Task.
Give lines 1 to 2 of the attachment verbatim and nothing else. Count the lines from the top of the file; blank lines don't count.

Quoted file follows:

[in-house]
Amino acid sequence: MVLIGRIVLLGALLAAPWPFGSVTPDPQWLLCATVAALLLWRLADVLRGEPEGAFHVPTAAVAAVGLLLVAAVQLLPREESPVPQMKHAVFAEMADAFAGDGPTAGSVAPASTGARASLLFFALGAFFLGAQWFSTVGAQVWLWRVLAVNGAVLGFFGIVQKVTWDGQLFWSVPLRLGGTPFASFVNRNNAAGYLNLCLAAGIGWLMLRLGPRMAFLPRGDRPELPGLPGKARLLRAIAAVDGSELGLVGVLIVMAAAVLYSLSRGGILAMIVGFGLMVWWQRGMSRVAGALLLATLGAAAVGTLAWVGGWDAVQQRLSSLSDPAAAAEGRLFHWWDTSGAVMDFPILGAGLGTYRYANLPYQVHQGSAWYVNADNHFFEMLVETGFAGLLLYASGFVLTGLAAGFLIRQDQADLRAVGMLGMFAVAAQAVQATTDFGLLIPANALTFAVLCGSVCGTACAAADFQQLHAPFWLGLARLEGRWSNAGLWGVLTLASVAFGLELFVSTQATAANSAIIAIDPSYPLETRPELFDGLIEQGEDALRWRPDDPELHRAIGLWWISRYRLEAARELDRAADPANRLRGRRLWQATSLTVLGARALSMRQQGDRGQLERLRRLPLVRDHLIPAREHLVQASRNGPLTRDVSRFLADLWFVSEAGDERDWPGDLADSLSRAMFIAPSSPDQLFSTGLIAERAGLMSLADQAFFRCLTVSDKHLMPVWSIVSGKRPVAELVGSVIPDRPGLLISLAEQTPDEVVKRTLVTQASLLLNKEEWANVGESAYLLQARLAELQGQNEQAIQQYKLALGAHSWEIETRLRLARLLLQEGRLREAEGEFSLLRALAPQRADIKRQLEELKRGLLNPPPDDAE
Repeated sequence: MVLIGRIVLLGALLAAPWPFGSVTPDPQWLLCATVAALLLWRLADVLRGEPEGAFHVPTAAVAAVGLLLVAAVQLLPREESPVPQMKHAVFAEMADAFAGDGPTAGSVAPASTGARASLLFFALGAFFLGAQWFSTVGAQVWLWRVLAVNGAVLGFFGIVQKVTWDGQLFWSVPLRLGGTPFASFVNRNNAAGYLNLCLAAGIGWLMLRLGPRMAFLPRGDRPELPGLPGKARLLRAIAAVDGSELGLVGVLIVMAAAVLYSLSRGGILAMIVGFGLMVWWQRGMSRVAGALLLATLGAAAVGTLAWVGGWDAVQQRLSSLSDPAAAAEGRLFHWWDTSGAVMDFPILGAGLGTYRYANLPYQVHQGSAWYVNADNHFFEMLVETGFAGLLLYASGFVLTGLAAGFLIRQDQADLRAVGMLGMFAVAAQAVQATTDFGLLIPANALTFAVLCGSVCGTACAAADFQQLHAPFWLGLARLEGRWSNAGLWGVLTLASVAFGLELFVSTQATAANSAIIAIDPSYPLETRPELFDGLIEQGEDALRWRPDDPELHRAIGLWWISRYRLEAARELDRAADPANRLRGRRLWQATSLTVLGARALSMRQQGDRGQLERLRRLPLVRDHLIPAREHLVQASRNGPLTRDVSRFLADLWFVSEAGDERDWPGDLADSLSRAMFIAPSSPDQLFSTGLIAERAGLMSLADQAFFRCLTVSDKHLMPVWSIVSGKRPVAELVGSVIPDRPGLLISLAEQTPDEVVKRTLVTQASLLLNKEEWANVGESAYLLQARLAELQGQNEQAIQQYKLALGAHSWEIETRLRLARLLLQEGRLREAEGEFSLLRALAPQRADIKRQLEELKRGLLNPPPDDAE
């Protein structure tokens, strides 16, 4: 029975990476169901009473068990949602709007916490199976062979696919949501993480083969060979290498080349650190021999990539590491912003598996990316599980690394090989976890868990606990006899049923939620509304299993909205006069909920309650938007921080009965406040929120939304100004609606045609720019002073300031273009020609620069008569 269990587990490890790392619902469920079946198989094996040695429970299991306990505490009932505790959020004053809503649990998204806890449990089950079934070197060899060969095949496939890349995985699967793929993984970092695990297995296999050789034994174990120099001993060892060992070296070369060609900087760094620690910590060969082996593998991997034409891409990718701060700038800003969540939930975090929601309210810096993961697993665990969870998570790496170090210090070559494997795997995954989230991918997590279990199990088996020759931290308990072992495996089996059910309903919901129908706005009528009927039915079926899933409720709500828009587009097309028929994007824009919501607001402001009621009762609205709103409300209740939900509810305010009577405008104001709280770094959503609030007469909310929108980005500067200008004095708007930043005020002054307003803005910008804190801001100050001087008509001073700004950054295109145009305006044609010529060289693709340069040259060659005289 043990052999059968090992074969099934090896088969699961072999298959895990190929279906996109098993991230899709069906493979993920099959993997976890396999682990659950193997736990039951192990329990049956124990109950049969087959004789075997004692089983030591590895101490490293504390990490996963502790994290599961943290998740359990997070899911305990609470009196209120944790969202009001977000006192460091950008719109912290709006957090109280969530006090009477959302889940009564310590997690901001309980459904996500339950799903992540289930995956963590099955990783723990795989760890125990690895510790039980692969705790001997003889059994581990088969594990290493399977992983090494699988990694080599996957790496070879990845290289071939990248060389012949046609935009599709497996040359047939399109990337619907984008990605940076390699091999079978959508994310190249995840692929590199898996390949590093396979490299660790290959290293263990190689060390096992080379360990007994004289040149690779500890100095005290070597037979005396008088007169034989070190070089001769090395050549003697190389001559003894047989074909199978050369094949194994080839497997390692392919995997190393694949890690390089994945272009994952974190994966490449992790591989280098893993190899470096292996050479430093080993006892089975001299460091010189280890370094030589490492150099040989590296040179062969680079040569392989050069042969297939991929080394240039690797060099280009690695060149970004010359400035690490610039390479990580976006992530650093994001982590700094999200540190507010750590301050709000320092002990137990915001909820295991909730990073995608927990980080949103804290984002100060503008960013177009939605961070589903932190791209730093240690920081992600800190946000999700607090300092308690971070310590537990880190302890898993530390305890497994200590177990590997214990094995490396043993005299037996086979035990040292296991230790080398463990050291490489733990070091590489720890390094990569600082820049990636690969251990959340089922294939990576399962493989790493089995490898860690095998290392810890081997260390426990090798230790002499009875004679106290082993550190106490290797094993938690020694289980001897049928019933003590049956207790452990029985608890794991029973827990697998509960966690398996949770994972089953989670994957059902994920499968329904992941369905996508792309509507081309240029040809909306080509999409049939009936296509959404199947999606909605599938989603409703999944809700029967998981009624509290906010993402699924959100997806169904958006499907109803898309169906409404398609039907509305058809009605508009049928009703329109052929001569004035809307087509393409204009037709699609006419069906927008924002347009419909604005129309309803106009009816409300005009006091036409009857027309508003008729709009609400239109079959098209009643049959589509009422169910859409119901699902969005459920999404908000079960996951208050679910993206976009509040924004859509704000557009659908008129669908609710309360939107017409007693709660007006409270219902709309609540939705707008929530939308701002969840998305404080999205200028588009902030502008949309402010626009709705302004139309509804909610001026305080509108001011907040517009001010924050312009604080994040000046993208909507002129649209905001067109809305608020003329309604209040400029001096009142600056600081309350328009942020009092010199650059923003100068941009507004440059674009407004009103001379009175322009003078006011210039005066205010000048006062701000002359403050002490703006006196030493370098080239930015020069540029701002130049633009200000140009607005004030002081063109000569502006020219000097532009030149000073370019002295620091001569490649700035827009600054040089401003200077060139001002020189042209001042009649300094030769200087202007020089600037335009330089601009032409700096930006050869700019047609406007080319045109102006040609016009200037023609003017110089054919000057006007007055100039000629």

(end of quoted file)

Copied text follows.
[in-house]
Amino acid sequence: MVLIGRIVLLGALLAAPWPFGSVTPDPQWLLCATVAALLLWRLADVLRGEPEGAFHVPTAAVAAVGLLLVAAVQLLPREESPVPQMKHAVFAEMADAFAGDGPTAGSVAPASTGARASLLFFALGAFFLGAQWFSTVGAQVWLWRVLAVNGAVLGFFGIVQKVTWDGQLFWSVPLRLGGTPFASFVNRNNAAGYLNLCLAAGIGWLMLRLGPRMAFLPRGDRPELPGLPGKARLLRAIAAVDGSELGLVGVLIVMAAAVLYSLSRGGILAMIVGFGLMVWWQRGMSRVAGALLLATLGAAAVGTLAWVGGWDAVQQRLSSLSDPAAAAEGRLFHWWDTSGAVMDFPILGAGLGTYRYANLPYQVHQGSAWYVNADNHFFEMLVETGFAGLLLYASGFVLTGLAAGFLIRQDQADLRAVGMLGMFAVAAQAVQATTDFGLLIPANALTFAVLCGSVCGTACAAADFQQLHAPFWLGLARLEGRWSNAGLWGVLTLASVAFGLELFVSTQATAANSAIIAIDPSYPLETRPELFDGLIEQGEDALRWRPDDPELHRAIGLWWISRYRLEAARELDRAADPANRLRGRRLWQATSLTVLGARALSMRQQGDRGQLERLRRLPLVRDHLIPAREHLVQASRNGPLTRDVSRFLADLWFVSEAGDERDWPGDLADSLSRAMFIAPSSPDQLFSTGLIAERAGLMSLADQAFFRCLTVSDKHLMPVWSIVSGKRPVAELVGSVIPDRPGLLISLAEQTPDEVVKRTLVTQASLLLNKEEWANVGESAYLLQARLAELQGQNEQAIQQYKLALGAHSWEIETRLRLARLLLQEGRLREAEGEFSLLRALAPQRADIKRQLEELKRGLLNPPPDDAE